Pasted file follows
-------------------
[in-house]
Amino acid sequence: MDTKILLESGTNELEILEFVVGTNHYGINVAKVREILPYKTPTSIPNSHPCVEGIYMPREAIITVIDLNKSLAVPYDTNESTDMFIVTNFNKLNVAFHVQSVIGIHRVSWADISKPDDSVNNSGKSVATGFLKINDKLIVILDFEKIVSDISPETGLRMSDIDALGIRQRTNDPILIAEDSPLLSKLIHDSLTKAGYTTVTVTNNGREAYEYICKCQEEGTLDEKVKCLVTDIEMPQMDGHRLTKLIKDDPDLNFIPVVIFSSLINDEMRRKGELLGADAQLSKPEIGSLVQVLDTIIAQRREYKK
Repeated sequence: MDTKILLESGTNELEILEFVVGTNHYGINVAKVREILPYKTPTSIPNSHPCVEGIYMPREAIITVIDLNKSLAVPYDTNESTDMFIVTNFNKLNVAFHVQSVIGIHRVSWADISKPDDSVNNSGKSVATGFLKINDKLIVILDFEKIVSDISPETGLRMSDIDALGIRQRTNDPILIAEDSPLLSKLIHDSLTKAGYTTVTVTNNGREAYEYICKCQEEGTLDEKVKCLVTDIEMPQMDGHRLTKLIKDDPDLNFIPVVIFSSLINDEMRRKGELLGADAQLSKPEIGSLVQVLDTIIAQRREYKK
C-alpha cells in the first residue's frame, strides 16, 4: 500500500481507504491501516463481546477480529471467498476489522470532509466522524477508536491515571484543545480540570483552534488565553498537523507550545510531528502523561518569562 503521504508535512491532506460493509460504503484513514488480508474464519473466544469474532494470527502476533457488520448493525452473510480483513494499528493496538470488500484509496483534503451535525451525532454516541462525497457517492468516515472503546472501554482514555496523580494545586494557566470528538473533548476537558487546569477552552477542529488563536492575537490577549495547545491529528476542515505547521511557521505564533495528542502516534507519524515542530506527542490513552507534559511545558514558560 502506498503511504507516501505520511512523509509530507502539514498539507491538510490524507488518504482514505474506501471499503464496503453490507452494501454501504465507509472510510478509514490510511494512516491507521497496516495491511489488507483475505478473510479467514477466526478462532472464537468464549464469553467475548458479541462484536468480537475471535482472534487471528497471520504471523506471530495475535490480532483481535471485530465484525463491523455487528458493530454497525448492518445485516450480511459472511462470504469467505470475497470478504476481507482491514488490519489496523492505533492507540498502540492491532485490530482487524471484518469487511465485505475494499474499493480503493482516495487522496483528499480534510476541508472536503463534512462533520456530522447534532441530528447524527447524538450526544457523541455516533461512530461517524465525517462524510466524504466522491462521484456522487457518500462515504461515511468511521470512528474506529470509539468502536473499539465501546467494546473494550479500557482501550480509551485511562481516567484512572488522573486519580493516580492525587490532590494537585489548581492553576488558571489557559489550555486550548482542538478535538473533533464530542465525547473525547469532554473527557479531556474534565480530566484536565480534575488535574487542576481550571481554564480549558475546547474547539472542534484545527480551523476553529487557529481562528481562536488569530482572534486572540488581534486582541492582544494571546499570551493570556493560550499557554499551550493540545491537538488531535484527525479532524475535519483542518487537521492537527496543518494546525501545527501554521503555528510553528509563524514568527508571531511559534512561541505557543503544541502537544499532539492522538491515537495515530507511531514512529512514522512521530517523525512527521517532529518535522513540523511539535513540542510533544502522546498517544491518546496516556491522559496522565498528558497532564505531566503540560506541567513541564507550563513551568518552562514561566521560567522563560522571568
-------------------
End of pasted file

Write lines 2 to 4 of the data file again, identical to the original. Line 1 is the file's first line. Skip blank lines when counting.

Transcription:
Amino acid sequence: MDTKILLESGTNELEILEFVVGTNHYGINVAKVREILPYKTPTSIPNSHPCVEGIYMPREAIITVIDLNKSLAVPYDTNESTDMFIVTNFNKLNVAFHVQSVIGIHRVSWADISKPDDSVNNSGKSVATGFLKINDKLIVILDFEKIVSDISPETGLRMSDIDALGIRQRTNDPILIAEDSPLLSKLIHDSLTKAGYTTVTVTNNGREAYEYICKCQEEGTLDEKVKCLVTDIEMPQMDGHRLTKLIKDDPDLNFIPVVIFSSLINDEMRRKGELLGADAQLSKPEIGSLVQVLDTIIAQRREYKK
Repeated sequence: MDTKILLESGTNELEILEFVVGTNHYGINVAKVREILPYKTPTSIPNSHPCVEGIYMPREAIITVIDLNKSLAVPYDTNESTDMFIVTNFNKLNVAFHVQSVIGIHRVSWADISKPDDSVNNSGKSVATGFLKINDKLIVILDFEKIVSDISPETGLRMSDIDALGIRQRTNDPILIAEDSPLLSKLIHDSLTKAGYTTVTVTNNGREAYEYICKCQEEGTLDEKVKCLVTDIEMPQMDGHRLTKLIKDDPDLNFIPVVIFSSLINDEMRRKGELLGADAQLSKPEIGSLVQVLDTIIAQRREYKK
C-alpha cells in the first residue's frame, strides 16, 4: 500500500481507504491501516463481546477480529471467498476489522470532509466522524477508536491515571484543545480540570483552534488565553498537523507550545510531528502523561518569562 503521504508535512491532506460493509460504503484513514488480508474464519473466544469474532494470527502476533457488520448493525452473510480483513494499528493496538470488500484509496483534503451535525451525532454516541462525497457517492468516515472503546472501554482514555496523580494545586494557566470528538473533548476537558487546569477552552477542529488563536492575537490577549495547545491529528476542515505547521511557521505564533495528542502516534507519524515542530506527542490513552507534559511545558514558560 502506498503511504507516501505520511512523509509530507502539514498539507491538510490524507488518504482514505474506501471499503464496503453490507452494501454501504465507509472510510478509514490510511494512516491507521497496516495491511489488507483475505478473510479467514477466526478462532472464537468464549464469553467475548458479541462484536468480537475471535482472534487471528497471520504471523506471530495475535490480532483481535471485530465484525463491523455487528458493530454497525448492518445485516450480511459472511462470504469467505470475497470478504476481507482491514488490519489496523492505533492507540498502540492491532485490530482487524471484518469487511465485505475494499474499493480503493482516495487522496483528499480534510476541508472536503463534512462533520456530522447534532441530528447524527447524538450526544457523541455516533461512530461517524465525517462524510466524504466522491462521484456522487457518500462515504461515511468511521470512528474506529470509539468502536473499539465501546467494546473494550479500557482501550480509551485511562481516567484512572488522573486519580493516580492525587490532590494537585489548581492553576488558571489557559489550555486550548482542538478535538473533533464530542465525547473525547469532554473527557479531556474534565480530566484536565480534575488535574487542576481550571481554564480549558475546547474547539472542534484545527480551523476553529487557529481562528481562536488569530482572534486572540488581534486582541492582544494571546499570551493570556493560550499557554499551550493540545491537538488531535484527525479532524475535519483542518487537521492537527496543518494546525501545527501554521503555528510553528509563524514568527508571531511559534512561541505557543503544541502537544499532539492522538491515537495515530507511531514512529512514522512521530517523525512527521517532529518535522513540523511539535513540542510533544502522546498517544491518546496516556491522559496522565498528558497532564505531566503540560506541567513541564507550563513551568518552562514561566521560567522563560522571568